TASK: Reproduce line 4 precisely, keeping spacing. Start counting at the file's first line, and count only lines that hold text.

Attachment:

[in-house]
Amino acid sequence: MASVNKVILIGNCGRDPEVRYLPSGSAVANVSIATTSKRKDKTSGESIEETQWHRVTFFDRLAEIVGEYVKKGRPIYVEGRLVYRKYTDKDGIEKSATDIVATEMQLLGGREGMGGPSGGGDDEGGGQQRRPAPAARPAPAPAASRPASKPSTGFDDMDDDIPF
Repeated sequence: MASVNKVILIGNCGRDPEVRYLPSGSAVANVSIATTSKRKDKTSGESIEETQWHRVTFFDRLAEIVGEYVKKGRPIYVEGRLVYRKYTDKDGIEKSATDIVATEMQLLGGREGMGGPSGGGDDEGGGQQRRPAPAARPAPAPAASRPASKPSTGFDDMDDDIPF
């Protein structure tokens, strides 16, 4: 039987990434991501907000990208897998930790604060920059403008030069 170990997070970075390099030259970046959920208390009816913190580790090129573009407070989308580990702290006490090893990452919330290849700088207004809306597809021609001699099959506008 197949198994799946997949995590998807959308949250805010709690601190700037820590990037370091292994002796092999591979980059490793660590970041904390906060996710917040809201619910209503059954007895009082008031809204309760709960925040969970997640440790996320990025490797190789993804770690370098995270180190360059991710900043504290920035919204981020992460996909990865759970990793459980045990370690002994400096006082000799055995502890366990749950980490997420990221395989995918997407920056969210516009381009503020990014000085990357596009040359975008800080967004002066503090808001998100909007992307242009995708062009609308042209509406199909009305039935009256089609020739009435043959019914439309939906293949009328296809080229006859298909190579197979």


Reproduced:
């Protein structure tokens, strides 16, 4: 039987990434991501907000990208897998930790604060920059403008030069 170990997070970075390099030259970046959920208390009816913190580790090129573009407070989308580990702290006490090893990452919330290849700088207004809306597809021609001699099959506008 197949198994799946997949995590998807959308949250805010709690601190700037820590990037370091292994002796092999591979980059490793660590970041904390906060996710917040809201619910209503059954007895009082008031809204309760709960925040969970997640440790996320990025490797190789993804770690370098995270180190360059991710900043504290920035919204981020992460996909990865759970990793459980045990370690002994400096006082000799055995502890366990749950980490997420990221395989995918997407920056969210516009381009503020990014000085990357596009040359975008800080967004002066503090808001998100909007992307242009995708062009609308042209509406199909009305039935009256089609020739009435043959019914439309939906293949009328296809080229006859298909190579197979």